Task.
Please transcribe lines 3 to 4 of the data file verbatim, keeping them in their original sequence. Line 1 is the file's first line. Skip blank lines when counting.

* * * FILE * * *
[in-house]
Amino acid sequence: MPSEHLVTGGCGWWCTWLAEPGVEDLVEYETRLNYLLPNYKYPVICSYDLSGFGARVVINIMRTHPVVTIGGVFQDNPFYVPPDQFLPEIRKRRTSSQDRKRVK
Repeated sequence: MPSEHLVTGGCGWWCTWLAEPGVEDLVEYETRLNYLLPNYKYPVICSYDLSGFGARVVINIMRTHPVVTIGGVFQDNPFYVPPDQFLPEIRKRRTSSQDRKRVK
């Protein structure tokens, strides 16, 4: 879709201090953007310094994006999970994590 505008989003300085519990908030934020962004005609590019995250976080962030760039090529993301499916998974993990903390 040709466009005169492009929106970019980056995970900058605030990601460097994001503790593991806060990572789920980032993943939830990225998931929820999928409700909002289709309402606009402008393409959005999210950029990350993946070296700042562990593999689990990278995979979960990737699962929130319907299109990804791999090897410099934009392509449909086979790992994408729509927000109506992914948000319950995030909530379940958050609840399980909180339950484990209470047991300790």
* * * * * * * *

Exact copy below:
Repeated sequence: MPSEHLVTGGCGWWCTWLAEPGVEDLVEYETRLNYLLPNYKYPVICSYDLSGFGARVVINIMRTHPVVTIGGVFQDNPFYVPPDQFLPEIRKRRTSSQDRKRVK
């Protein structure tokens, strides 16, 4: 879709201090953007310094994006999970994590 505008989003300085519990908030934020962004005609590019995250976080962030760039090529993301499916998974993990903390 040709466009005169492009929106970019980056995970900058605030990601460097994001503790593991806060990572789920980032993943939830990225998931929820999928409700909002289709309402606009402008393409959005999210950029990350993946070296700042562990593999689990990278995979979960990737699962929130319907299109990804791999090897410099934009392509449909086979790992994408729509927000109506992914948000319950995030909530379940958050609840399980909180339950484990209470047991300790």